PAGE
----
‘Ice thaws’: Penny Wong in China for talks
Penny Wong met Australian ambassador Graham Fletcher before talks with China's foreign minister. Photo: AAP
Penny Wong has met with Australia’s ambassador to China as she prepares to break a four-year diplomatic freeze during a visit to Beijing.
The foreign minister met Graham Fletcher at the Diaoyutai State Guesthouse ahead of a meeting with Chinese Foreign Minister Wang Yi.
“The ice thaws but slowly,” Senator Wong said as the pair walked around the gardens, the temperature a brisk -6C.
Travelling media seized on the comment, asking the minister whether she was looking forward to “breaking the ice” with her Chinese counterpart.
Partially frozen ornamental man-made ponds and rivulets run throughout the more than 20 buildings of the compound in Beijing’s Haidian District.
The fenced-off compound is frequently used by the Chinese government to host visiting dignitaries, including world leaders.
Senator Wong has travelled to Beijing with a small Australian contingent including Department of Foreign Affairs and Trade secretary Jan Adams and half a dozen other officials.
She and Mr Fletcher made it clear Australia wanted to resume annual leaders’ meetings between Australia and China, plus annual talks between the treasurer, trade minister and their Chinese counterparts.
The resumption of those meetings has not been officially agreed to.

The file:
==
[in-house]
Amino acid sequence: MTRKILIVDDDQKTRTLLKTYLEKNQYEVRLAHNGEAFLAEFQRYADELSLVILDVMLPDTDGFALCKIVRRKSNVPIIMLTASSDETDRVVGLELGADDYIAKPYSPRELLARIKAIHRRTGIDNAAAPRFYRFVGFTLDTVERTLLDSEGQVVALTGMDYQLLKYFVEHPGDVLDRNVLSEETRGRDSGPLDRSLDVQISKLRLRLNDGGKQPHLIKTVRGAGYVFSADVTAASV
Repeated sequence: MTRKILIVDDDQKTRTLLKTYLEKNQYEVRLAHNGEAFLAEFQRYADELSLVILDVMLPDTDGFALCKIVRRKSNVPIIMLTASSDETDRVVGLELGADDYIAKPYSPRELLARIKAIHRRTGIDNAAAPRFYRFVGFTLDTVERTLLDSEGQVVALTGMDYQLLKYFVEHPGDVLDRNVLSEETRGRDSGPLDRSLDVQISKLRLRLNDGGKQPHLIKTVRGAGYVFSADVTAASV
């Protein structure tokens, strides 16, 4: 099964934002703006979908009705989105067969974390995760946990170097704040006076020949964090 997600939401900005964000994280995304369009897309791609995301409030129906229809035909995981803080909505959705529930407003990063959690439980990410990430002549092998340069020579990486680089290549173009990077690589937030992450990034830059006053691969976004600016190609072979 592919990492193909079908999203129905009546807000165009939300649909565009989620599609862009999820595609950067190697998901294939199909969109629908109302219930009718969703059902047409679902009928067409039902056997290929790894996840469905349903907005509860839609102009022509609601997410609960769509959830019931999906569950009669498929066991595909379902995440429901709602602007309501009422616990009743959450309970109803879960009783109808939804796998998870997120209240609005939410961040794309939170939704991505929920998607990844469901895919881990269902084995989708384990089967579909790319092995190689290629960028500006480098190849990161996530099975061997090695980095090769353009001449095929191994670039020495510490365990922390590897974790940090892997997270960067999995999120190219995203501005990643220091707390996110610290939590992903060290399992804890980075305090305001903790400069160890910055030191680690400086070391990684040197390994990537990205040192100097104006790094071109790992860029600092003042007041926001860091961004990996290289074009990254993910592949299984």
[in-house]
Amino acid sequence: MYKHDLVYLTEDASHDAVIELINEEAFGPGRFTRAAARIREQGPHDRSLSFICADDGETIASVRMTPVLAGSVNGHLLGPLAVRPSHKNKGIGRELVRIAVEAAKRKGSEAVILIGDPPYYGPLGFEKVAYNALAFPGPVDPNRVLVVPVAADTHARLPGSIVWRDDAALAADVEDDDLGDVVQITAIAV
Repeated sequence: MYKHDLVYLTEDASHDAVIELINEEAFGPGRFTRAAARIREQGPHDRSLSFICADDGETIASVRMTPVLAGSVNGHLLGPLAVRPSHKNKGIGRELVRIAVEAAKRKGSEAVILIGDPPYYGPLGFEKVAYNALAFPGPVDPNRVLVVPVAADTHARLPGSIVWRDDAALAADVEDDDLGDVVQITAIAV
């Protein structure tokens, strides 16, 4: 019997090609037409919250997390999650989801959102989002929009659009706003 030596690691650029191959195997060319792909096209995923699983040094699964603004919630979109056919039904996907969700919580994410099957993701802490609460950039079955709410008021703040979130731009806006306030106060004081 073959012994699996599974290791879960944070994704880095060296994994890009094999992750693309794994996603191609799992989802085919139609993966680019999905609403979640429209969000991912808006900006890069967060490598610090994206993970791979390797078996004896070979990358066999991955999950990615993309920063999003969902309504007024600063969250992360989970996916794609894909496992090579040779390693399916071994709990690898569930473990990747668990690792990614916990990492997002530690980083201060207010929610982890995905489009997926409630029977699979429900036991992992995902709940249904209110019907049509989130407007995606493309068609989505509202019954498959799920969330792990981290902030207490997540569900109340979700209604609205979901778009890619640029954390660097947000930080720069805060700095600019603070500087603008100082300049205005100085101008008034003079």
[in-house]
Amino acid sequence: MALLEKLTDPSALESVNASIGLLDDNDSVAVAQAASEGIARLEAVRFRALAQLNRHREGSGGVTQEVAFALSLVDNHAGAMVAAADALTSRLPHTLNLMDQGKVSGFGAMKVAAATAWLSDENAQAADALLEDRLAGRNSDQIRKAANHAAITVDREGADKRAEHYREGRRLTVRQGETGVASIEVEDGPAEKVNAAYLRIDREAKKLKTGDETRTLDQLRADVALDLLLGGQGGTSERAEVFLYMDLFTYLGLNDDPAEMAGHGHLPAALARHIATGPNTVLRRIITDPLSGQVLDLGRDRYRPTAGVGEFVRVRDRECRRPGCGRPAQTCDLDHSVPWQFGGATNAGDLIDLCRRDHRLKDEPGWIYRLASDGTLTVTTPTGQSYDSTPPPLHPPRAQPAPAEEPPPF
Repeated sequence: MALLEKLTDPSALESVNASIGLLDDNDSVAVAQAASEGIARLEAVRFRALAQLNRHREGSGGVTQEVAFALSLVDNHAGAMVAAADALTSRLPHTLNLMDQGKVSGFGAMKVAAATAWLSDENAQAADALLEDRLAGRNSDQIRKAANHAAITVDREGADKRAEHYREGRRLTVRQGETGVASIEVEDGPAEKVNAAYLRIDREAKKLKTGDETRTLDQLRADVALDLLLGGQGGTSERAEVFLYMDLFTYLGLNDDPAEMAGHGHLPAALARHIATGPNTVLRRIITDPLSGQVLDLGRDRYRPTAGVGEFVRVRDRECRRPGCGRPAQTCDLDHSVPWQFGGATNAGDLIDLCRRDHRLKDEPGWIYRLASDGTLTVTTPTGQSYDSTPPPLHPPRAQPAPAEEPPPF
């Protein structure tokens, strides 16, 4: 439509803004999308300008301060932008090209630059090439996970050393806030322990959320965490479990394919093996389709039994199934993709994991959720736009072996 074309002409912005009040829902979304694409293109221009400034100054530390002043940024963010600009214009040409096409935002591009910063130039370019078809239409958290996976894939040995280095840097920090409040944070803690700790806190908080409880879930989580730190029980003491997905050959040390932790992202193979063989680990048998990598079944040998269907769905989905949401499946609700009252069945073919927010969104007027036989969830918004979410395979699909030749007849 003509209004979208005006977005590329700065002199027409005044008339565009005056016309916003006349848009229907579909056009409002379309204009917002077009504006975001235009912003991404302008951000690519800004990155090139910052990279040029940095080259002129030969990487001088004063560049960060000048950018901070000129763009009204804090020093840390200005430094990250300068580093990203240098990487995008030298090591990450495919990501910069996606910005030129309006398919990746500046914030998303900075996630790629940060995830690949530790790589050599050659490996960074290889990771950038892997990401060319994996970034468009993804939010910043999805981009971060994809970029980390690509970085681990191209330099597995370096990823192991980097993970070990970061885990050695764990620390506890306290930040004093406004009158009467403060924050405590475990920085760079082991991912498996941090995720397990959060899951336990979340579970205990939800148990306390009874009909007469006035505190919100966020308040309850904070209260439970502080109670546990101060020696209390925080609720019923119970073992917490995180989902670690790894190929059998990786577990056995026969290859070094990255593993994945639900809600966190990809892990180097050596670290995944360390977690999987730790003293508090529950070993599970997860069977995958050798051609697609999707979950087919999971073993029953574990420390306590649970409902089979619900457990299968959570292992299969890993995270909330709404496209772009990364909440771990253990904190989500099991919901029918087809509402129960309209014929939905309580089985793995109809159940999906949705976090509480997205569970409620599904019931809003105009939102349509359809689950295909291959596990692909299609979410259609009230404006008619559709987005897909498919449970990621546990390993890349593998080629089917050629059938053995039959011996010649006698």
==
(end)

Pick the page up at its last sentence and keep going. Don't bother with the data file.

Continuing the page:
Senator Wong thanked the ambassador and embassy staff for their hard work in challenging circumstances.
“It’s been difficult period in the relationship and a difficult period because of all the COVID lock downs,” she said.
She then asked Mr Fletcher about an existing bilateral agreement between Australia and China, and how the nations could benefit from reinvigorated ties.
“A key part of it is what are you doing today, following the strategic dialogue with the foreign ministry with the annual leaders’ meeting for the prime minister,” Mr Fletcher replied.
“But another key element is the strategic economic dialogue, which brings the treasurer and the trade minister together with their counterparts here.
“Those three elements jointly let us cover the full spectrum of our interests here in the relationship which, as you know, are very broad.”
Senator Wong said the resumption of such talks would “provide an opportunity to have the discussion between those different ministers about the trade issues”.
Mr Fletcher replied: “It covers trade, it covers investment, it can cover economic issues of importance to both sides in terms of domestic policy. Those matters are certainly of interest to us, the way China’s economy is tracking.
“They’re interested in our experience and our economic story as well.”
Senator Wong’s trip featured on the front page of the China Daily paper with an article titled, Hopes expressed for Australia FM visit.
The state-run paper said China “expressed its hope” for ties with Australia to “return to the right track” and “develop in a sustainable manner”.
Foreign Ministry spokeswoman Mao Ming said China expected to take the 50th anniversary of diplomatic relations with Australia as “an opportunity to strengthen dialogue and expand co-operation” while also “managing differences”.
“Bilateral ties had deteriorated for years due to a series of actions taken by the former Australian government, including offending China’s core interests, falsely accusing China of ‘infiltration’ and limiting Australia’s co-operation with China,” the China Daily article said.
The China Daily featured a commemorative lift out, including advertorials from Tourism Australia, the government of South Australia and Risen Energy.
The lift out featured stories on diplomatic relations, the opportunities for “mutual growth” in digital economy and infrastructure, and mining.